Evolution is a fact and a theory. Many of the first discoveries of the field were made by Christians, but since then the worlds of Christianity and science have diverged on this issue. As with dating methods, Christians have passed an a priori judgment against Evolution without really learning what it is. Almost every Scientist who knows the subject well believes it to be true, and there are Christian Scientists who ask other Christians to accept it also. It is my belief that given the choice between a sound theory that contradicts Christianity and a theory that has no scientific merit but does not contradict, Christians would choose the latter.

Few people would say that dinosaurs did not once roam the earth, and yet the Bible, which contains a history of the world, makes no mention of them. It does speak of behemoths (Job 40:15-19), but this reference is surely lacking considering how prevalent they would have been.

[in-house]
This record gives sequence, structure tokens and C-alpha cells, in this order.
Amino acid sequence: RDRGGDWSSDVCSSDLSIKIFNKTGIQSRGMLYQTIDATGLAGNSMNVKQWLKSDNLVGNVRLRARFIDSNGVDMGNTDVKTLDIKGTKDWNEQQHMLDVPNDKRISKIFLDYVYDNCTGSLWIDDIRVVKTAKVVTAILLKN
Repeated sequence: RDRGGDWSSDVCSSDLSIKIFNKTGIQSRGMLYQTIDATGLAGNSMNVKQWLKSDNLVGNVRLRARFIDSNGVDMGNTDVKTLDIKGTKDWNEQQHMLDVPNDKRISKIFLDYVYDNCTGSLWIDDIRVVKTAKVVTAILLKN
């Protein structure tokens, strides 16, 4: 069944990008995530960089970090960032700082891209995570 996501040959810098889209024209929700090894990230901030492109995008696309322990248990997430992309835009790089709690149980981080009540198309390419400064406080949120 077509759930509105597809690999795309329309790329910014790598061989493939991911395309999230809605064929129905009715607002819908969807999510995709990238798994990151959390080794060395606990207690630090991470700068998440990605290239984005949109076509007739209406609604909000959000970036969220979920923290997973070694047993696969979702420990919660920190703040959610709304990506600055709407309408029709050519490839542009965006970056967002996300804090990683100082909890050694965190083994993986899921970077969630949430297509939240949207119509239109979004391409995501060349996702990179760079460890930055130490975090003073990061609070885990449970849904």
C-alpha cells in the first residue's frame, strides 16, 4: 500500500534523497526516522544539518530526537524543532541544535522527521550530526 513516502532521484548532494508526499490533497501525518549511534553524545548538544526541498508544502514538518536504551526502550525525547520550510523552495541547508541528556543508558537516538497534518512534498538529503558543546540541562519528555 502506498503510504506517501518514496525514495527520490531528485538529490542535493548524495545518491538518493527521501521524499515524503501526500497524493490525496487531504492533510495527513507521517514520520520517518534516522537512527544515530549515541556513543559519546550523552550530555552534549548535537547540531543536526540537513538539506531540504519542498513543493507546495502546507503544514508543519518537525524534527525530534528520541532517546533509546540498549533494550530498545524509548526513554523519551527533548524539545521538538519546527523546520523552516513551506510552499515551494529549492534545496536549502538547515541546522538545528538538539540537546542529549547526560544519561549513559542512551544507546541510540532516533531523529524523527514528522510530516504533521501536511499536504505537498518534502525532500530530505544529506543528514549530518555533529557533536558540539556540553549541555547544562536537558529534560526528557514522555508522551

Some Tenets of Christianity are self-contradictory

There is a contradiction between the idea that God is all-knowing and the idea that we have free will. This gets complicated, so let me spell is out very carefully.

  1. God knows everything, including the future.
  2. This means that God knows that I am going to Heaven or Hell.
  3. For argument's sake, let's say I'm going to Heaven.
  4. Since God knows this for a fact, there is nothing I can do to change my fate.
Either God can not know the future, or if he (or anyone) does, then I can not change it. Take another example: if a heavy safe were falling to the ground, I could say that I knew that it was going to hit the floor. But if something happens that prevents it from doing so, then I must not have known the future after all.